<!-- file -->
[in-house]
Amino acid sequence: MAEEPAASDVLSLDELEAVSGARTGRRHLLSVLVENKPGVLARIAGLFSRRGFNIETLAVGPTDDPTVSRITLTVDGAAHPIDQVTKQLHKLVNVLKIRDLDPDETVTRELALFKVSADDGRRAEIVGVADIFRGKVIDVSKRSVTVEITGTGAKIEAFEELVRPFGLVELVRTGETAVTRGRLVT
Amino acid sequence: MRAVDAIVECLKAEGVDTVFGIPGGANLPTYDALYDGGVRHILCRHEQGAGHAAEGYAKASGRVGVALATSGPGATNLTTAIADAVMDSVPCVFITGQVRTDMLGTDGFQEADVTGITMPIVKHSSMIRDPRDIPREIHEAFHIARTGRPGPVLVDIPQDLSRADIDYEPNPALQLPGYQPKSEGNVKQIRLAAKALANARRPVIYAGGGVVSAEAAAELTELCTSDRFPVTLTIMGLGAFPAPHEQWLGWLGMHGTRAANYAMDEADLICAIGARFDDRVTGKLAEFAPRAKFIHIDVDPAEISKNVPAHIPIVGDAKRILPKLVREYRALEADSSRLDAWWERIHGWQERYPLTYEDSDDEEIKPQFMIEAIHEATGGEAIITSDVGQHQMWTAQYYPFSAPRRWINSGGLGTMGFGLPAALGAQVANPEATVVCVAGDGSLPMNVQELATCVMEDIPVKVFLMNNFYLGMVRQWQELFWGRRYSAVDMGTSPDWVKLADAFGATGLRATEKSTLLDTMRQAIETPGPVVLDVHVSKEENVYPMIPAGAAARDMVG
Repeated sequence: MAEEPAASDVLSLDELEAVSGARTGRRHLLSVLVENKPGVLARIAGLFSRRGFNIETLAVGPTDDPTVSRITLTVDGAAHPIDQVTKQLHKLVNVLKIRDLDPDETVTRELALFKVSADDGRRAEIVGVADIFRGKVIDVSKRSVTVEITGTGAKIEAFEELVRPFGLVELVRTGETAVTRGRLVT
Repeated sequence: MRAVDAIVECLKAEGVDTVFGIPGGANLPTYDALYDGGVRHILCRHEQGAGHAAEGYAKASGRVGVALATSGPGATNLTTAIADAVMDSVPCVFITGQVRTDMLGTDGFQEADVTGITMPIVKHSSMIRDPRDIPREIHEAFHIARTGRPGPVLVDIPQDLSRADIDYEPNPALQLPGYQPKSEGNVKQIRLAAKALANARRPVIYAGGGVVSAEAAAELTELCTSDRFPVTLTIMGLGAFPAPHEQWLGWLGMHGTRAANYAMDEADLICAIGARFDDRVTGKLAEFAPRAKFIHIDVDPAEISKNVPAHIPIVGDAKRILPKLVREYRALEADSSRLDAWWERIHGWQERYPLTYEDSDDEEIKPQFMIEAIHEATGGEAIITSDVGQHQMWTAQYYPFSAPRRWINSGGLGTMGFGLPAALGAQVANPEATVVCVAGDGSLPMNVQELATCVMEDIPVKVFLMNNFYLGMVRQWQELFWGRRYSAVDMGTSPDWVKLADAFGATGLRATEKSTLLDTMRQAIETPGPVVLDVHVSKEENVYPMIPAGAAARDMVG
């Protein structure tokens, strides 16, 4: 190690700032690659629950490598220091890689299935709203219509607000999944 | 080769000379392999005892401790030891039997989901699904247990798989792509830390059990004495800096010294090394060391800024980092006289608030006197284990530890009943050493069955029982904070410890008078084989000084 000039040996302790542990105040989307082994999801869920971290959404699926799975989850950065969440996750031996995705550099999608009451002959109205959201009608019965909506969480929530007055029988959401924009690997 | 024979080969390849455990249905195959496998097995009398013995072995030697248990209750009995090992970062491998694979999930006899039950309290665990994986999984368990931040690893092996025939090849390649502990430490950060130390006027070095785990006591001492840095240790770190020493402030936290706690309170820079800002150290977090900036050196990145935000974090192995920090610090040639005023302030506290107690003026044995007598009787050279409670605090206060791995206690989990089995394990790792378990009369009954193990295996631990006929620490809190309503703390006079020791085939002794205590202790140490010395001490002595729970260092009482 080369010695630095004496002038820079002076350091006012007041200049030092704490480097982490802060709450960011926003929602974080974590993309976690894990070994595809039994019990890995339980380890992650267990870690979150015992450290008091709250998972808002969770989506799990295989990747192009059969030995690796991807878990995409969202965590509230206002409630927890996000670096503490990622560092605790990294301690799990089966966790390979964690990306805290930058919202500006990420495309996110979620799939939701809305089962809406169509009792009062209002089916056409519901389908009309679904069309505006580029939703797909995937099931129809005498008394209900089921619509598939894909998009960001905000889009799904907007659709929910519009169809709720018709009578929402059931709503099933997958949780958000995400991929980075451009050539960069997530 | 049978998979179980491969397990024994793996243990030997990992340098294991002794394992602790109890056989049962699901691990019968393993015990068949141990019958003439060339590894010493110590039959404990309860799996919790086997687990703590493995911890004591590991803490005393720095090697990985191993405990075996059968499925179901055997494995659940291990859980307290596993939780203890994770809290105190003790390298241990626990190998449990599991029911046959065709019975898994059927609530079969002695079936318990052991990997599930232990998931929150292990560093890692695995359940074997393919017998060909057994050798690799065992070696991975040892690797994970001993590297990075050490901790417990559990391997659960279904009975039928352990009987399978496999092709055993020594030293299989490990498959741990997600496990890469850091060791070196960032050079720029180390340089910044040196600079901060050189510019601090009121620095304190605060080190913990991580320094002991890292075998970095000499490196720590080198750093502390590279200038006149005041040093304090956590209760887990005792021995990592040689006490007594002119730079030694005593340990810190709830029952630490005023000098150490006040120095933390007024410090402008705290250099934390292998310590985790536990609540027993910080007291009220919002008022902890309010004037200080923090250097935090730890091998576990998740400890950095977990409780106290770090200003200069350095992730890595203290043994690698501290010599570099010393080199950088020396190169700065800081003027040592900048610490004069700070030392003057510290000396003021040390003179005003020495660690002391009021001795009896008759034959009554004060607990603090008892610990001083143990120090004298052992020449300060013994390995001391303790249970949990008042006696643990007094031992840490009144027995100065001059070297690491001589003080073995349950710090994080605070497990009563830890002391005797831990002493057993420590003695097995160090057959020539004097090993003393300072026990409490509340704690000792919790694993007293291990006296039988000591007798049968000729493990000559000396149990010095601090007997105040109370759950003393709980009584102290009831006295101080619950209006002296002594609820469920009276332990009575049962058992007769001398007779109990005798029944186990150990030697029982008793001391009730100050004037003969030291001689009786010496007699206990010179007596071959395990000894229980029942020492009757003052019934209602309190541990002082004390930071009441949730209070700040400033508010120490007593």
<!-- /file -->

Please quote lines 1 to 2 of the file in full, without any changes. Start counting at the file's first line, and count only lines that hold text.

[in-house]
Amino acid sequence: MAEEPAASDVLSLDELEAVSGARTGRRHLLSVLVENKPGVLARIAGLFSRRGFNIETLAVGPTDDPTVSRITLTVDGAAHPIDQVTKQLHKLVNVLKIRDLDPDETVTRELALFKVSADDGRRAEIVGVADIFRGKVIDVSKRSVTVEITGTGAKIEAFEELVRPFGLVELVRTGETAVTRGRLVT